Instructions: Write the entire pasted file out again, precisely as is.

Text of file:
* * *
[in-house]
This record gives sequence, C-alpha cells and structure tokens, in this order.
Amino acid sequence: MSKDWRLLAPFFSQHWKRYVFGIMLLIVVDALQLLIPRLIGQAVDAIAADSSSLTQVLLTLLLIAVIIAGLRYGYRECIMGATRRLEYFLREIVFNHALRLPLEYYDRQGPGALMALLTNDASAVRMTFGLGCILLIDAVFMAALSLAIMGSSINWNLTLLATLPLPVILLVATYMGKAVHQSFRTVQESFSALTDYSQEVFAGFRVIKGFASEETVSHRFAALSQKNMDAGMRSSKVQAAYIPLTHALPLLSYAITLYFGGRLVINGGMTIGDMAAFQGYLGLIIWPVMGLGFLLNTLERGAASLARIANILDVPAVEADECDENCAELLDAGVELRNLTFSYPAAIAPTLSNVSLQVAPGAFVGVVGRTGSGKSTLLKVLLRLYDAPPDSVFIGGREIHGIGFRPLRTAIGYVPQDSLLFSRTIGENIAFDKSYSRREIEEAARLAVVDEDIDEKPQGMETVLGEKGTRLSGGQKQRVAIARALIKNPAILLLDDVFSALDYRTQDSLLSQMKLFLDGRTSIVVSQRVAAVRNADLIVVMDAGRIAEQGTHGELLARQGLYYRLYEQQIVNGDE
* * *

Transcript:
[in-house]
This record gives sequence, C-alpha cells and structure tokens, in this order.
Amino acid sequence: MSKDWRLLAPFFSQHWKRYVFGIMLLIVVDALQLLIPRLIGQAVDAIAADSSSLTQVLLTLLLIAVIIAGLRYGYRECIMGATRRLEYFLREIVFNHALRLPLEYYDRQGPGALMALLTNDASAVRMTFGLGCILLIDAVFMAALSLAIMGSSINWNLTLLATLPLPVILLVATYMGKAVHQSFRTVQESFSALTDYSQEVFAGFRVIKGFASEETVSHRFAALSQKNMDAGMRSSKVQAAYIPLTHALPLLSYAITLYFGGRLVINGGMTIGDMAAFQGYLGLIIWPVMGLGFLLNTLERGAASLARIANILDVPAVEADECDENCAELLDAGVELRNLTFSYPAAIAPTLSNVSLQVAPGAFVGVVGRTGSGKSTLLKVLLRLYDAPPDSVFIGGREIHGIGFRPLRTAIGYVPQDSLLFSRTIGENIAFDKSYSRREIEEAARLAVVDEDIDEKPQGMETVLGEKGTRLSGGQKQRVAIARALIKNPAILLLDDVFSALDYRTQDSLLSQMKLFLDGRTSIVVSQRVAAVRNADLIVVMDAGRIAEQGTHGELLARQGLYYRLYEQQIVNGDE